At a moment of crumbling liberal consensus, uncertainty raging like a wildfire, “The Goat, or Who Is Sylvia?” is all too pertinent. Martin (Lewis) is a world-renowned architect, long happily married to a bright, breezy woman (Okonedo). They’re perfect bourgeois liberals, an interracial couple with a gay teenage son (newcomer Archie Madekwe). Their brownstone, in Rae Smith’s design, is a bastion of good taste — Eames chairs and exposed brickwork, a Bauhaus book on the floor. Martin’s just turned 50. He’s a bit out of sorts. And he’s taken up with a goat named Sylvia. They’re in love.
Lewis makes abundantly clear that Martin means no malice and poses no threat. He’s an unworldly, sweet-hearted soul, as helpless as he is harmless. He’s almost too soft for society, an intellectual naïf whose wife steers him through life. Right now, he’s unable to recall simple names or dates, and greets his oldest friend (Jason Hughes) like a familiar face he can’t quite place. It’s as if his brain’s been rebooted. When Lewis pulls up a chair, it’s like he’s forgotten how to sit down. Everything, in other words, is up for grabs.
Band of brothers: Damian Lewis, John Goodman and Tom Sturridge in rehearsal for the London revival of David Mamet’s American Buffalo Photo: Jenny Lewis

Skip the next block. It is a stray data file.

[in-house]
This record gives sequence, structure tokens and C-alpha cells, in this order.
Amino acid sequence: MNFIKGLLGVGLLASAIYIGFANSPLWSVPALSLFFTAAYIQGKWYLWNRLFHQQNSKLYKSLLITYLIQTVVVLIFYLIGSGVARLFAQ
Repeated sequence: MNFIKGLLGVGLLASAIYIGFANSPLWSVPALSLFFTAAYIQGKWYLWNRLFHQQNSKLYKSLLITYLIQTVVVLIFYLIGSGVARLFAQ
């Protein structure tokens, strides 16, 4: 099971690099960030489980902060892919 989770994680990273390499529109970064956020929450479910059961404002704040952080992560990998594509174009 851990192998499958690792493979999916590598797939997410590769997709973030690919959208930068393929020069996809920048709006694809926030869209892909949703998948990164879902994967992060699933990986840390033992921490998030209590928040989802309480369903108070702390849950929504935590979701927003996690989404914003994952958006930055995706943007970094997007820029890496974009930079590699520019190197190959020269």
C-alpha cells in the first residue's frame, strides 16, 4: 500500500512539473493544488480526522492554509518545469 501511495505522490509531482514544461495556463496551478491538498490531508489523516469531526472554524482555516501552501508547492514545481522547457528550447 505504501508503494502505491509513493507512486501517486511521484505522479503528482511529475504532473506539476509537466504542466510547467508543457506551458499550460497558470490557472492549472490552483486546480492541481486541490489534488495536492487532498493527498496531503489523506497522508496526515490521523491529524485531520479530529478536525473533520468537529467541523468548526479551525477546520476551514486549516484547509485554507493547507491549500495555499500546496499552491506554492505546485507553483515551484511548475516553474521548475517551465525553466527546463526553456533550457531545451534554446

It is a week into rehearsals for the new production of David Mamet’s American Buffalo, and the play’s three actors,John Goodman, Damian Lewis and Tom Sturridge, have been getting to know each other. They have been to lunch. They have been playing poker. (Who won, I ask? “Becca,” says Sturridge ruefully, referring to the production’s youthful assistant stage manager, who has been ruthlessly cleaning them all out.) And, of course, there have been long and earnest discussions about the text.
“There are few things that are more revealing about someone than the way that they talk about a piece of literature or a play,” Sturridge says. “You very quickly come to have a much deeper understanding of someone than you would if you just mingled together in a pub saying, ‘All right, how are you?’ Very quickly we were talking in an intimate way about how people feel.”